Thursday, September 20, 2018

One Perfect Shot

 

 

Diane Bostick

dianebostick@comcast.net

 

Author: Steven F. Havill.

Publisher: Poisoned Pen Press 2011.

I am preparing myself mentally to start reading Ken Follett’s Fall of the Giants which is a whopping 1,000 pages long. I am sure I will enjoy it as I have many others written by Mr. Follett, but, in the meantime, I need to read something reasonably short that doesn’t require a lot of thinking or sorting of dozens of characters and One Perfect Shot fills the bill perfectly. It has likable characters, which is always a plus, the main two being Undersheriff Bill Gastner and a new deputy, the department’s first female hire, Estelle Reyes. Set in Posadas County, New Mexico, near the Mexican border, it begins with the death of Larry Zipoli, a rotund county employee, who has died instantly after being shot once, right over the eye, through the windshield of the road grader he was driving. Nobody seemed to have noticed the death of the grader operator. It is suggested that anyone seeing him sitting there might have assumed he was doing what they have often seen well fed road workers do in the afternoon, taking a nap.

All in all, not too unusual for the beginning of a mystery except that the bullet shows no sign of any rifling which would normally be expected. And the bullet is recovered embedded in the skull of Mr. Zipoli, when any well trained investigator would expect it to not only have gone straight through the skull, but probably out the back of the grader, as well. Once more the victim seems to have been totally unaware that anyone was about to shoot him. The grader is still in idle when he is found so it would appear that he had not been talking to anybody just before he was killed or he would surely have turned it off so that he could hear what was being said.

As the initial investigation begins, there doesn’t seem to be anyone with a grudge against Zipoli. The shot was too exact to be an accident caused by someone just out taking target practice nearby and Zipoli was working far from any buildings.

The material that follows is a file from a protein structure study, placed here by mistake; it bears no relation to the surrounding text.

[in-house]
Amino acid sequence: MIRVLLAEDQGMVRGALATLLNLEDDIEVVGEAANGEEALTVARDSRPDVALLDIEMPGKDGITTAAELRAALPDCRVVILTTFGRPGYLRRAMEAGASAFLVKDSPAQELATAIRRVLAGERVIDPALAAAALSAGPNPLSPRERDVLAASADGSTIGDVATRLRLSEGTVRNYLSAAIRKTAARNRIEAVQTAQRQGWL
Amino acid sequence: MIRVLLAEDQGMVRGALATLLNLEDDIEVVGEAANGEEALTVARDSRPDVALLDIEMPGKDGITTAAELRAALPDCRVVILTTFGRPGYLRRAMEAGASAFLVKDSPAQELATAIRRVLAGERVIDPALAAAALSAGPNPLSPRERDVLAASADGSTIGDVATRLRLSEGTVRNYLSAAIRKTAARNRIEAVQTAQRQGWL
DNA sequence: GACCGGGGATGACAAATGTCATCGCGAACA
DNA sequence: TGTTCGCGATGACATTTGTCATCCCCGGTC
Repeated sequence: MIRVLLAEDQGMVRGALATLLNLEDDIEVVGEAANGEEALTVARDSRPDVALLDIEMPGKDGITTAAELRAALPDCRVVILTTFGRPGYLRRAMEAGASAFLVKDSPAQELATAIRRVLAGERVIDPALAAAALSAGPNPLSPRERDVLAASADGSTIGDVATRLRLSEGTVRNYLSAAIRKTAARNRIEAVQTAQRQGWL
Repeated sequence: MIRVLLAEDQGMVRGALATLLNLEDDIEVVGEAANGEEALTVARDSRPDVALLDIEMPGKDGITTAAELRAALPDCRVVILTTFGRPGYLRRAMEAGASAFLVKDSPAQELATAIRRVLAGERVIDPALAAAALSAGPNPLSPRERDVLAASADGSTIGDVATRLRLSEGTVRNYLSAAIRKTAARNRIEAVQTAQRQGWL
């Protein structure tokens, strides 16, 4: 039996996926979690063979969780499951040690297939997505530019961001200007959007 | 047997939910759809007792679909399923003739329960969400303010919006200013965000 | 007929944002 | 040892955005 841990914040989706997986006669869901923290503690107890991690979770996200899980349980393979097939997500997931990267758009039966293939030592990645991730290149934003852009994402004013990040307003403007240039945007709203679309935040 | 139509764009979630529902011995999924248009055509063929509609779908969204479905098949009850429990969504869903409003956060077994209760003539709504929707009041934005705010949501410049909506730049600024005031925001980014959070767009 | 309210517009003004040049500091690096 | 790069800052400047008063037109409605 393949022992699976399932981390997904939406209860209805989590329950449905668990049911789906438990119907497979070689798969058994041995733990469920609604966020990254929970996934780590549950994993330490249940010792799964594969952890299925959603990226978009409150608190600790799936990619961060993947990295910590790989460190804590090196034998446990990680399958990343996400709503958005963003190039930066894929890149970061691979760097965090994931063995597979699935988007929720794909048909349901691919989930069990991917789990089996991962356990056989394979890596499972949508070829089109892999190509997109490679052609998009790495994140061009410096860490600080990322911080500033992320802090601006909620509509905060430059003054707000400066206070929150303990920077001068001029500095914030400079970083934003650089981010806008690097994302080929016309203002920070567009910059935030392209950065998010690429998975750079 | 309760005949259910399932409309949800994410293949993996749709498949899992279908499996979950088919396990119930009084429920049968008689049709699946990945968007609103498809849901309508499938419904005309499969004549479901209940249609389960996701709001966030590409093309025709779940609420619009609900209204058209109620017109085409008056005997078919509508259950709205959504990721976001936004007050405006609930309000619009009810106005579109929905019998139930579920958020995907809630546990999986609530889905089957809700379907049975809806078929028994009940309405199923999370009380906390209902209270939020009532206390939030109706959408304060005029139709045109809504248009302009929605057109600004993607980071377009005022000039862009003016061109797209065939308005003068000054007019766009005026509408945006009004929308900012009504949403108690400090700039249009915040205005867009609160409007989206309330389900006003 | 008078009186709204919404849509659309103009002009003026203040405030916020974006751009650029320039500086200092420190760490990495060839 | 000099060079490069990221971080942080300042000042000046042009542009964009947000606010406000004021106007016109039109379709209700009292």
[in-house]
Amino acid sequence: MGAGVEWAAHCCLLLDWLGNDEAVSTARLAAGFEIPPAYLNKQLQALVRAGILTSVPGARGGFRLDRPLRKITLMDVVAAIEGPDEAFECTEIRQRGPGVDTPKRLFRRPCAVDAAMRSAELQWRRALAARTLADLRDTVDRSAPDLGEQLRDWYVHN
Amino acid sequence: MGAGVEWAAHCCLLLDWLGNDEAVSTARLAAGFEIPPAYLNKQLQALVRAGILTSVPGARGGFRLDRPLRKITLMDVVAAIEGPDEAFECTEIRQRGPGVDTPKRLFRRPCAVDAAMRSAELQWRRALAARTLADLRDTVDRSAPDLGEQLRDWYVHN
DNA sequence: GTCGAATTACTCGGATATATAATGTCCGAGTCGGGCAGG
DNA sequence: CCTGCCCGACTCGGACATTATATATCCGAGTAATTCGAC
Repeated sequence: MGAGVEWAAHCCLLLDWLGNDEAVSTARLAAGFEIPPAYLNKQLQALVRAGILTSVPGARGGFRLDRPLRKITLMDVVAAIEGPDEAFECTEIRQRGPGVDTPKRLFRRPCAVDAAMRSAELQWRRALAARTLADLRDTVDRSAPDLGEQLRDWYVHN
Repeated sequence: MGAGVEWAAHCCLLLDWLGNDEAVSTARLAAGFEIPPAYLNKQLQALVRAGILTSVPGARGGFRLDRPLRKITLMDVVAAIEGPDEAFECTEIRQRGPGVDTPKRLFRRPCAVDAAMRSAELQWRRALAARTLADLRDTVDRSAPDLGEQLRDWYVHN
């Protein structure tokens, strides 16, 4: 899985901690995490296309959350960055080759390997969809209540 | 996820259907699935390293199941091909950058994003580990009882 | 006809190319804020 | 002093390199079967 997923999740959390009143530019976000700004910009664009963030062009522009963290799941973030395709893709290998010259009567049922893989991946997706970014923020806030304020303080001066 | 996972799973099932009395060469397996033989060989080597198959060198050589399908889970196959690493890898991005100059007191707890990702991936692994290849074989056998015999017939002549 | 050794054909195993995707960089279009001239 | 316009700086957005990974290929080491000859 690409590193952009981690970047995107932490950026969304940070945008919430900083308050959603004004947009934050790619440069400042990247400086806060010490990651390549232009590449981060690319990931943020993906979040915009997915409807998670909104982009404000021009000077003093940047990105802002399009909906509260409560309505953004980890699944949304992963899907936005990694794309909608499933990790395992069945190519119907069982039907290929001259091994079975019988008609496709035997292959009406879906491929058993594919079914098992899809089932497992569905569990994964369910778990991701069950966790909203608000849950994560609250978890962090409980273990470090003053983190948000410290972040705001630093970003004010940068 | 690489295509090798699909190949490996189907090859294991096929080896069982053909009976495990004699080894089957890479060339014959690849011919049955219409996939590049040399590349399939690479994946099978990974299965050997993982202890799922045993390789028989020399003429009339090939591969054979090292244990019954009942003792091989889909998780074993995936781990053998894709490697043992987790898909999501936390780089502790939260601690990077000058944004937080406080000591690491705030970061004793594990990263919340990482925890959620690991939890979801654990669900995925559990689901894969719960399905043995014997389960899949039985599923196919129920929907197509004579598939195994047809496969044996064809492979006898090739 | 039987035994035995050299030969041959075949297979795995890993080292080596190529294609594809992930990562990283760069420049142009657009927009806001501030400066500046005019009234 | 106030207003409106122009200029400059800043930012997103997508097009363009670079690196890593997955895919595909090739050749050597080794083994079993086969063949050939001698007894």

Bill Gastner is, at first, not too thrilled to be joined by his new female partner who has not even been officially hired by the department. She has no uniform, no weapon, no experience, and no Kevlar

 

 

vest and has been assigned to him on the strength of one interview and the fact that she is the grandniece of an old, somewhat derelict friend of the Sheriff’s, known for having a “wonderfully casual relationship with the law”. However, he is soon won over by the fact that she does not talk much, stays out of the way, is very observant, is willing to do whatever she needs to do and, as a bonus, is rather attractive.

The first order of the day, since there is no obvious shooter, is to find out why the bullet did not do more damage than it did and why it doesn’t have the expected rifling. The man to whom he assigns this task fairly quickly comes up with a possible, but puzzling, theory. It would appear that if a smaller caliber bullet is used in a larger rifle it would leave no rifling marks. However, one very large potential problem is that it will also be terribly inaccurate, so it is not something an experienced person would normally do. If the shooter were to shoot six times, he would be lucky if even one bullet hit the target he was aiming for. The fact that the murderer appeared to have been standing some distance from the target and that the bullet would have been deflected by the windshield’s glass, makes it even more improbable that the bullet would accurately reach its intended goal.

Mr. Zipoli often took young men in the neighborhood out with him to go fishing or to water ski behind his boat. Could one of them have had a grudge against him? How about one of the men he worked with? Or his wife, or the neighbor whom his wife tells the police has been a real annoyance to her and her husband, and, it has been suggested, appears to be growing pot in his backyard?

This book was just what I was looking for before tackling one I knew would take a lot of time and concentration to read. It had enough in it to keep me entertained but not so much as to tax my brain. Perfect!

Diane Bostick has lived on Marco Island since 1987. She was the Founder and President of Ft. Myers chapter of the Association of Children with Learning Disabilities, President of Jr. Welfare League, Ft. Myers Chapter, and served on the board of Art League of Marco Island. She is an avid reader, fly fisherwoman, tennis player and crafter.

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